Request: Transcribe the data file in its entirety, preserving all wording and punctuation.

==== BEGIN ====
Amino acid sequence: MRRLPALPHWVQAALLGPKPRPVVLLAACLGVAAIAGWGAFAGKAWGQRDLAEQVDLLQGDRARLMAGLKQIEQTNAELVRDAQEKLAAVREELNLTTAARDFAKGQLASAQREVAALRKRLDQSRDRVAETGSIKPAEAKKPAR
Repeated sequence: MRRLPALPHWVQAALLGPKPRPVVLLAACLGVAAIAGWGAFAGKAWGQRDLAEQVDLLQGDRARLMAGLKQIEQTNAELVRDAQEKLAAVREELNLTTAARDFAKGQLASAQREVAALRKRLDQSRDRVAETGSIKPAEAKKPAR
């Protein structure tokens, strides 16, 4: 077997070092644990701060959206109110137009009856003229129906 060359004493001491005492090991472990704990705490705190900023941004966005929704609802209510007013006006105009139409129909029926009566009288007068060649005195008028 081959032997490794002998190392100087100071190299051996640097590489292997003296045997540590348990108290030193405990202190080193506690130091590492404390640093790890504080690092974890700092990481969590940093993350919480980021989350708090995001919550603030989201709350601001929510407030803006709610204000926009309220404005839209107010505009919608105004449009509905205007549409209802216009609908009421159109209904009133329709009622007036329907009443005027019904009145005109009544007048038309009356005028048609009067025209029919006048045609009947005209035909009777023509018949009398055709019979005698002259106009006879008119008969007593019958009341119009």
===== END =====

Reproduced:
Amino acid sequence: MRRLPALPHWVQAALLGPKPRPVVLLAACLGVAAIAGWGAFAGKAWGQRDLAEQVDLLQGDRARLMAGLKQIEQTNAELVRDAQEKLAAVREELNLTTAARDFAKGQLASAQREVAALRKRLDQSRDRVAETGSIKPAEAKKPAR
Repeated sequence: MRRLPALPHWVQAALLGPKPRPVVLLAACLGVAAIAGWGAFAGKAWGQRDLAEQVDLLQGDRARLMAGLKQIEQTNAELVRDAQEKLAAVREELNLTTAARDFAKGQLASAQREVAALRKRLDQSRDRVAETGSIKPAEAKKPAR
């Protein structure tokens, strides 16, 4: 077997070092644990701060959206109110137009009856003229129906 060359004493001491005492090991472990704990705490705190900023941004966005929704609802209510007013006006105009139409129909029926009566009288007068060649005195008028 081959032997490794002998190392100087100071190299051996640097590489292997003296045997540590348990108290030193405990202190080193506690130091590492404390640093790890504080690092974890700092990481969590940093993350919480980021989350708090995001919550603030989201709350601001929510407030803006709610204000926009309220404005839209107010505009919608105004449009509905205007549409209802216009609908009421159109209904009133329709009622007036329907009443005027019904009145005109009544007048038309009356005028048609009067025209029919006048045609009947005209035909009777023509018949009398055709019979005698002259106009006879008119008969007593019958009341119009």